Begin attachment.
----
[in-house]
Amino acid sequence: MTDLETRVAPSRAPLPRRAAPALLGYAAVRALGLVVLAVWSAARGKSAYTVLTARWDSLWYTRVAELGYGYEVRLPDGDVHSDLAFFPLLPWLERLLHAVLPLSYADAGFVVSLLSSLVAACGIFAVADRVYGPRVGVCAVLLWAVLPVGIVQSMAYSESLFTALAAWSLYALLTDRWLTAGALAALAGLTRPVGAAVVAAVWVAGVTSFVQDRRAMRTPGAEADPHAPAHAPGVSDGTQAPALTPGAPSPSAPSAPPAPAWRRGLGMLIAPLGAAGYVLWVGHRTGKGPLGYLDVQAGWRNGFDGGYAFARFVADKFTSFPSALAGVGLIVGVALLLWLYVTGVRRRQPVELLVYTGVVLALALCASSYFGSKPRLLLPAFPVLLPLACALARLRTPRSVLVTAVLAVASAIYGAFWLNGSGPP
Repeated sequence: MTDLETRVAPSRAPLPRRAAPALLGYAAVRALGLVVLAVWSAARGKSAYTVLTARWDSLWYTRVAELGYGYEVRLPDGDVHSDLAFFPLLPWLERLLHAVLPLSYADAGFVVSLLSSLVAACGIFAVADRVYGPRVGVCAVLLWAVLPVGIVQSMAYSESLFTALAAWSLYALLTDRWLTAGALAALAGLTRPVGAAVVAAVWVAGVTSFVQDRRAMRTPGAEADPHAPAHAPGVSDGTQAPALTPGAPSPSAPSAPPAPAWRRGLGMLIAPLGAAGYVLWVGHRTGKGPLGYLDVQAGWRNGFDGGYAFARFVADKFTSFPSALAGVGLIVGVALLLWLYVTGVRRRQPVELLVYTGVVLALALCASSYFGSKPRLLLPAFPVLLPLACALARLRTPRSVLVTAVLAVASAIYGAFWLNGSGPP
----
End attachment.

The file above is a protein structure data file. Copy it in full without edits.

[in-house]
Amino acid sequence: MTDLETRVAPSRAPLPRRAAPALLGYAAVRALGLVVLAVWSAARGKSAYTVLTARWDSLWYTRVAELGYGYEVRLPDGDVHSDLAFFPLLPWLERLLHAVLPLSYADAGFVVSLLSSLVAACGIFAVADRVYGPRVGVCAVLLWAVLPVGIVQSMAYSESLFTALAAWSLYALLTDRWLTAGALAALAGLTRPVGAAVVAAVWVAGVTSFVQDRRAMRTPGAEADPHAPAHAPGVSDGTQAPALTPGAPSPSAPSAPPAPAWRRGLGMLIAPLGAAGYVLWVGHRTGKGPLGYLDVQAGWRNGFDGGYAFARFVADKFTSFPSALAGVGLIVGVALLLWLYVTGVRRRQPVELLVYTGVVLALALCASSYFGSKPRLLLPAFPVLLPLACALARLRTPRSVLVTAVLAVASAIYGAFWLNGSGPP
Repeated sequence: MTDLETRVAPSRAPLPRRAAPALLGYAAVRALGLVVLAVWSAARGKSAYTVLTARWDSLWYTRVAELGYGYEVRLPDGDVHSDLAFFPLLPWLERLLHAVLPLSYADAGFVVSLLSSLVAACGIFAVADRVYGPRVGVCAVLLWAVLPVGIVQSMAYSESLFTALAAWSLYALLTDRWLTAGALAALAGLTRPVGAAVVAAVWVAGVTSFVQDRRAMRTPGAEADPHAPAHAPGVSDGTQAPALTPGAPSPSAPSAPPAPAWRRGLGMLIAPLGAAGYVLWVGHRTGKGPLGYLDVQAGWRNGFDGGYAFARFVADKFTSFPSALAGVGLIVGVALLLWLYVTGVRRRQPVELLVYTGVVLALALCASSYFGSKPRLLLPAFPVLLPLACALARLRTPRSVLVTAVLAVASAIYGAFWLNGSGPP